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'I Smelt It, I Felt It': Porirua Council Acts In Hope Of Stopping Sewage Overflows

Kate Green , Journalist

Porirua leaders have voted in favour of upgrading a wastewater pump station, in the hopes of stopping recurring sewage overflows into the sea at Tītahi Bay.

On Thursday morning, about 80 locals squashed into the Porirua City Council's chambers to demand action on a problem which has been plaguing them for years.

It is not a new problem. Residents have complained of a horrible smell, visible sewage and toilet paper spilling out of ocean drains out to sea, for years.

Councillor Kathleen Filo had put forward an amendment to the Long Term Plan, which would see the council fully funding an upgrade to the station within the next three years.

"Raw sewage is not making it up to the treatment plant via the pump station, it's going straight out into our waters," she said.

And because the system didn't contain a flow meter: "We don't know how much, we only know how long it's gone for."

Sometimes the overflow could continue for days.

Many had reported falling sick after swimming.

Local resident Michelle Warshawsky was one of these people. As a frequent ocean swimmer, she said the wastewater discharge often flowed into the bay on the tide, particularly after heavy rain, making for a pretty disgusting dip.

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She and a handful of locals had been pushing for change since 2019, demanding the council do better to measure the impact of the overflows from the Rukutane Point Pump Station, and better yet, do something to stop it.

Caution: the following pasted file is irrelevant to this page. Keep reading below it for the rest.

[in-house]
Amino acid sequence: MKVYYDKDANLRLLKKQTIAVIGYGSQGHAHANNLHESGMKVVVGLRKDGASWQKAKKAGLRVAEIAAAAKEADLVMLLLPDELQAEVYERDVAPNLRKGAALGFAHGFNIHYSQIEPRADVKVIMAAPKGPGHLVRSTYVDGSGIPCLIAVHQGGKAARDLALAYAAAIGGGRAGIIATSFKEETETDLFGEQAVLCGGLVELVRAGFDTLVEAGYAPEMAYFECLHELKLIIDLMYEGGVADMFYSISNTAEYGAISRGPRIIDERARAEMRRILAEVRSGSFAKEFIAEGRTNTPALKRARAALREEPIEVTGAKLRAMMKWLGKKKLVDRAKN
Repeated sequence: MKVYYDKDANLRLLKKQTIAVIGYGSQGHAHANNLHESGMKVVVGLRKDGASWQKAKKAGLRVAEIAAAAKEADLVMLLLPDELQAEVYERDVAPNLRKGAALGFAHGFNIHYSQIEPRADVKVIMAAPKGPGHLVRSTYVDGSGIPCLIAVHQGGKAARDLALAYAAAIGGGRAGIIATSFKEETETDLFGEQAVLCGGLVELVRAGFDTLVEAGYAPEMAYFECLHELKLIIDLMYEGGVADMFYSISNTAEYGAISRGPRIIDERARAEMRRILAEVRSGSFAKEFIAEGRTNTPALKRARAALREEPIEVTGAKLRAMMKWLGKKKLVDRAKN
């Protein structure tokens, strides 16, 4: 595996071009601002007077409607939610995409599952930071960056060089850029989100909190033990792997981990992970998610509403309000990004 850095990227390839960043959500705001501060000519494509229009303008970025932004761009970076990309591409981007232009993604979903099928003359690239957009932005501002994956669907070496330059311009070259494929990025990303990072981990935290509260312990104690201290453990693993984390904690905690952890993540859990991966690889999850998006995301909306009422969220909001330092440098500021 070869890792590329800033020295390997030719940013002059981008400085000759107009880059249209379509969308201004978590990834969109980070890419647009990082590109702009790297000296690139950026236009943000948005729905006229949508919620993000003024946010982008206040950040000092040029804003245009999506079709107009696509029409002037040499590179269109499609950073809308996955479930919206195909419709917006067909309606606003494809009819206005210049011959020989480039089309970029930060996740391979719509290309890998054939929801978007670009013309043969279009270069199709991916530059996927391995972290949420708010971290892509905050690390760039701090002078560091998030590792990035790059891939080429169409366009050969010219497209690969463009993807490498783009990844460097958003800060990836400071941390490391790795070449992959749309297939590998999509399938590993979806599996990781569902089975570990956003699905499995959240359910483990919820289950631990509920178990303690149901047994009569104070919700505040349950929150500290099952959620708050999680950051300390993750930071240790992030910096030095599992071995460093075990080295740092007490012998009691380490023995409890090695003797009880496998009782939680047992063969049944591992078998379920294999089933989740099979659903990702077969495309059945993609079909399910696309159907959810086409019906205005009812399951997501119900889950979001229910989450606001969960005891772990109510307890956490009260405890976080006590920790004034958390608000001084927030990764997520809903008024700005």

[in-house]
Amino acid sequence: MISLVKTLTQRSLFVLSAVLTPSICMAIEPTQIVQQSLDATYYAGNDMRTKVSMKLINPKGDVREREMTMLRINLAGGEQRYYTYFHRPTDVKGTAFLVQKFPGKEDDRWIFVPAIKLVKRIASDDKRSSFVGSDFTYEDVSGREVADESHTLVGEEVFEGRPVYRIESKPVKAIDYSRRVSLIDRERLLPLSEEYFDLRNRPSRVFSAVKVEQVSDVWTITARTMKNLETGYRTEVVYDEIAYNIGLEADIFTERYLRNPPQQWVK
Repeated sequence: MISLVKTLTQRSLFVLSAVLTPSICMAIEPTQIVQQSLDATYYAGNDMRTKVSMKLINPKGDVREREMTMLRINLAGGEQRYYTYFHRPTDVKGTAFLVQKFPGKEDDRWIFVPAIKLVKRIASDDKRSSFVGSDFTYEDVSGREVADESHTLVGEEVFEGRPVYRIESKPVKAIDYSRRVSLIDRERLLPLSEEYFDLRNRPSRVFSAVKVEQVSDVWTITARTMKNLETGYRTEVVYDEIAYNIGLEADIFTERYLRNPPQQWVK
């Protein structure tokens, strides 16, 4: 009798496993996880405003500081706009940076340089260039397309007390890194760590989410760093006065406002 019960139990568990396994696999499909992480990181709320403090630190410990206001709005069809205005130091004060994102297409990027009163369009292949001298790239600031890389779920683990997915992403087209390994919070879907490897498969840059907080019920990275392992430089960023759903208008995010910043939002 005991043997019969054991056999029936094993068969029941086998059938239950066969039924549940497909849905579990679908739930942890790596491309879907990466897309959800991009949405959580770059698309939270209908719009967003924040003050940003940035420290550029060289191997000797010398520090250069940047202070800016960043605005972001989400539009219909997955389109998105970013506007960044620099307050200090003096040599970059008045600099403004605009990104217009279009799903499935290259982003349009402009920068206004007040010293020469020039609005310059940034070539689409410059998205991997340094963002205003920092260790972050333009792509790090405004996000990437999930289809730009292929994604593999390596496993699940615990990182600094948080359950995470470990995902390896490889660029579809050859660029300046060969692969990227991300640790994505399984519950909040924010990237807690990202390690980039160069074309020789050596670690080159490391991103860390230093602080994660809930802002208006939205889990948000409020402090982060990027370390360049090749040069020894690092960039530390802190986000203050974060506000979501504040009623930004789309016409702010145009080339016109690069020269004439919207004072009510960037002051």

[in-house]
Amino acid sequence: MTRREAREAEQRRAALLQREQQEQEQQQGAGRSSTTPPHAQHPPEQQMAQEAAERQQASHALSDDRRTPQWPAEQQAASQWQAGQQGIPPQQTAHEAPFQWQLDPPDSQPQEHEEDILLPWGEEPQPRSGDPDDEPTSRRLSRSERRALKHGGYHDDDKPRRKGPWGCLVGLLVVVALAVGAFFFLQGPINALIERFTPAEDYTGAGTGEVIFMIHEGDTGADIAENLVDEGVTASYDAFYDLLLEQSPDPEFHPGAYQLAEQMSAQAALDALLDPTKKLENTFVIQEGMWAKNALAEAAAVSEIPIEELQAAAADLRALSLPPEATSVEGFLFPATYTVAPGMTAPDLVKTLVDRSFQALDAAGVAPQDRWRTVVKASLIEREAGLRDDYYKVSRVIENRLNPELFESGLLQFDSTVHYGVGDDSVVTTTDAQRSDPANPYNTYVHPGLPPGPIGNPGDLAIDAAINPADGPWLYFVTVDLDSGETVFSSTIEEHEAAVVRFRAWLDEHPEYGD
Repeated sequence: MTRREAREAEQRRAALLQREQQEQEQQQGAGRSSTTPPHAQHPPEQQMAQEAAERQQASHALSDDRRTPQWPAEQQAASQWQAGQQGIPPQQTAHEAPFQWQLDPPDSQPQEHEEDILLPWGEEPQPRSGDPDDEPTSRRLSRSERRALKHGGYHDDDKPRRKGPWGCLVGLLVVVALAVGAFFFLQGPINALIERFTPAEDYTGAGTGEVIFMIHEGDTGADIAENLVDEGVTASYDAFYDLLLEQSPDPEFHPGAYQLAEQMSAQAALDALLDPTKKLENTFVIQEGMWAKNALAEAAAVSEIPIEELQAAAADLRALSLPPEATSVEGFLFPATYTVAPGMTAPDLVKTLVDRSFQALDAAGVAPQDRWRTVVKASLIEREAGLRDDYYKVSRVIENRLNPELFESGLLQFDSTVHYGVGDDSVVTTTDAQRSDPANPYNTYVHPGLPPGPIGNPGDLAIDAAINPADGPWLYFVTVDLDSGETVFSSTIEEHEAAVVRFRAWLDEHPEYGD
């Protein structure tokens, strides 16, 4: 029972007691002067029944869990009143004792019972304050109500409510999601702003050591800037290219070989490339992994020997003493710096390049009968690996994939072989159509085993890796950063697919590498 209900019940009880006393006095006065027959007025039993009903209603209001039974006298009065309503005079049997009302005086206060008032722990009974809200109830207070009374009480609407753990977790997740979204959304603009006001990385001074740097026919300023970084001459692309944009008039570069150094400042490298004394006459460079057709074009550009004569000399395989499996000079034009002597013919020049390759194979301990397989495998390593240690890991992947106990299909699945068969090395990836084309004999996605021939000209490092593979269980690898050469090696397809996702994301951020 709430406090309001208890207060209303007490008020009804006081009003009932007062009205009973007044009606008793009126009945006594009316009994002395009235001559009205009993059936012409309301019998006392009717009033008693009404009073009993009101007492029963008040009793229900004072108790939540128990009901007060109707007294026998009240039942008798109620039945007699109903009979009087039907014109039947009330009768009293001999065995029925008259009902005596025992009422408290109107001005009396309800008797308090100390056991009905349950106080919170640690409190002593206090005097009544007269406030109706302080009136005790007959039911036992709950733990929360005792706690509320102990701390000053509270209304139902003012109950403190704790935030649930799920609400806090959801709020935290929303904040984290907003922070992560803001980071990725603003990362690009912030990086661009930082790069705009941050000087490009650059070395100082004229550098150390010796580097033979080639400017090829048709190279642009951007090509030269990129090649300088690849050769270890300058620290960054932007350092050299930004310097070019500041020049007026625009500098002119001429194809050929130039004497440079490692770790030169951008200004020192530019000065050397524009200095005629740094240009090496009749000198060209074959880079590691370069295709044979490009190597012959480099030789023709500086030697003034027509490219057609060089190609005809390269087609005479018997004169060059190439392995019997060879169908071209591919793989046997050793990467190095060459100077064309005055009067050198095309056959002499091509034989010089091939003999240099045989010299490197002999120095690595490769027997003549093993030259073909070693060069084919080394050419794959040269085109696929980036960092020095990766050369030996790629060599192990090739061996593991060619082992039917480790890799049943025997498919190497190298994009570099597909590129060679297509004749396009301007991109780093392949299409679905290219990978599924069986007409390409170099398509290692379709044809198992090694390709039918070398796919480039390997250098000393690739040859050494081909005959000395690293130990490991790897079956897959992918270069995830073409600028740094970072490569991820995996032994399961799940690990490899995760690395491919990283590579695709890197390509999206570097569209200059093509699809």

"On Sunday the 14th of April I swam with the Tītahi Bay ocean swimmers. It was a clear day, and the sea looked great. But it wasn't, it was disgusting. I could taste it, feel it, smell it and see it."

The money would be sourced by reprioritising money earmarked for other water works.

Students from the local school had this to say to councillors: "We have got a simple message: We love our beach, can you please fix our pipes."

Surfer Joe Kelly said the bay was hugely popular among surfers, particularly young ones, but they didn't receive notification when there was an overflow.

"I was in the water in April and in March when those recent outpours happened. I smelt it, I felt it, and I had my nephew and my niece out with me."

Local iwi Ngāti Toa threw its support behind the amendment.

Its strategy pou Carra Hamon said the issue stretched back to her childhood.

As a seafaring iwi, she said her people's mana was directly harmed by the pollution continuing - not to mention its effects on kai moana.

"I leave that up to my cousins, they're the experts, and they know where to go, but look, it's not very nice to be swimming in tiko [s**."

The motion passed 10 votes to one, with Ross Leggett the only councillor opposed, citing "too many unknowns".

The council's general manager for infrastructure, Mike Mendonça, said Wellington Water didn't yet have a good cost estimate to renew or upgrade this pump station.

"A growth study last year identified that an increase of pumping capacity at this site would be a priority for growth, and that this would cost around $3.8m- $6.4m - however there is a very high level of uncertainty around this number."

The next step was to firm up the costs and to provide advice on the area that would be deprioritised.

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